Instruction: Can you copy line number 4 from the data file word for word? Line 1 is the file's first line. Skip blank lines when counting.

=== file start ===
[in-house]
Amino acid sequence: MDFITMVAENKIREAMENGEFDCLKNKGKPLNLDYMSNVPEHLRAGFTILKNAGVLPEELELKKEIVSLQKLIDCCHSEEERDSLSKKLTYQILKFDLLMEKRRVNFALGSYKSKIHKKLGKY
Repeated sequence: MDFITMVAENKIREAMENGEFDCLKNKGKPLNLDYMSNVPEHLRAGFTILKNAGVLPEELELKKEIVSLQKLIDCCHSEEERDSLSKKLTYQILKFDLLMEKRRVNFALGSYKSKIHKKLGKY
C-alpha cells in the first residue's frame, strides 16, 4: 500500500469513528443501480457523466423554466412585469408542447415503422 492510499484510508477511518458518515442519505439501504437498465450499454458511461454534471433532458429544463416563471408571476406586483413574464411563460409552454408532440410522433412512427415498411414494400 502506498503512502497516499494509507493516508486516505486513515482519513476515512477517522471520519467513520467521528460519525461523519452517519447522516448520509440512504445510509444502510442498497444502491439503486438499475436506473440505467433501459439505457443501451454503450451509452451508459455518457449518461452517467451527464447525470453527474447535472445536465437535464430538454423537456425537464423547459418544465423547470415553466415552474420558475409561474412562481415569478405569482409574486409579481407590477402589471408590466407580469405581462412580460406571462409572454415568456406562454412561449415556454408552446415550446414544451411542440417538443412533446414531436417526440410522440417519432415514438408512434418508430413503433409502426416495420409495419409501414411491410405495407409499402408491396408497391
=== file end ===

C-alpha cells in the first residue's frame, strides 16, 4: 500500500469513528443501480457523466423554466412585469408542447415503422 492510499484510508477511518458518515442519505439501504437498465450499454458511461454534471433532458429544463416563471408571476406586483413574464411563460409552454408532440410522433412512427415498411414494400 502506498503512502497516499494509507493516508486516505486513515482519513476515512477517522471520519467513520467521528460519525461523519452517519447522516448520509440512504445510509444502510442498497444502491439503486438499475436506473440505467433501459439505457443501451454503450451509452451508459455518457449518461452517467451527464447525470453527474447535472445536465437535464430538454423537456425537464423547459418544465423547470415553466415552474420558475409561474412562481415569478405569482409574486409579481407590477402589471408590466407580469405581462412580460406571462409572454415568456406562454412561449415556454408552446415550446414544451411542440417538443412533446414531436417526440410522440417519432415514438408512434418508430413503433409502426416495420409495419409501414411491410405495407409499402408491396408497391